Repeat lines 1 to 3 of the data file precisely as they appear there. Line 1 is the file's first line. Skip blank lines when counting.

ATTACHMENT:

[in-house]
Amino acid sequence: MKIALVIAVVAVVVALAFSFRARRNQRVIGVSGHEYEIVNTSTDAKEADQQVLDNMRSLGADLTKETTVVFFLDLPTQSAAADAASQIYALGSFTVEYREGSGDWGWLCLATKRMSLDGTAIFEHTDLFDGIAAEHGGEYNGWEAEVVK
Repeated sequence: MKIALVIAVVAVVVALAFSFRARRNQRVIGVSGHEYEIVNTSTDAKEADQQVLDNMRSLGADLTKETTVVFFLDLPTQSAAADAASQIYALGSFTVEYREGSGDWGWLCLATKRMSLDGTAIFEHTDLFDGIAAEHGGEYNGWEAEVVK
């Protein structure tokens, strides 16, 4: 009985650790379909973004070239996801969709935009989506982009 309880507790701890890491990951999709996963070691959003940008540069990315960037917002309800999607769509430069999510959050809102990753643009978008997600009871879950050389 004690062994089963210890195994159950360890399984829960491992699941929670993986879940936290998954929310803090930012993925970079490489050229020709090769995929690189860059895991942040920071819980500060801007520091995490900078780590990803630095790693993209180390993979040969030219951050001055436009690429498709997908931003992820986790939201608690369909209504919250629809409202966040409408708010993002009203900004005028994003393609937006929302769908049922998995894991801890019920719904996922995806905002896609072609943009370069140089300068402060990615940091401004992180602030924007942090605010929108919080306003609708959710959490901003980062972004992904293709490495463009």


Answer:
[in-house]
Amino acid sequence: MKIALVIAVVAVVVALAFSFRARRNQRVIGVSGHEYEIVNTSTDAKEADQQVLDNMRSLGADLTKETTVVFFLDLPTQSAAADAASQIYALGSFTVEYREGSGDWGWLCLATKRMSLDGTAIFEHTDLFDGIAAEHGGEYNGWEAEVVK
Repeated sequence: MKIALVIAVVAVVVALAFSFRARRNQRVIGVSGHEYEIVNTSTDAKEADQQVLDNMRSLGADLTKETTVVFFLDLPTQSAAADAASQIYALGSFTVEYREGSGDWGWLCLATKRMSLDGTAIFEHTDLFDGIAAEHGGEYNGWEAEVVK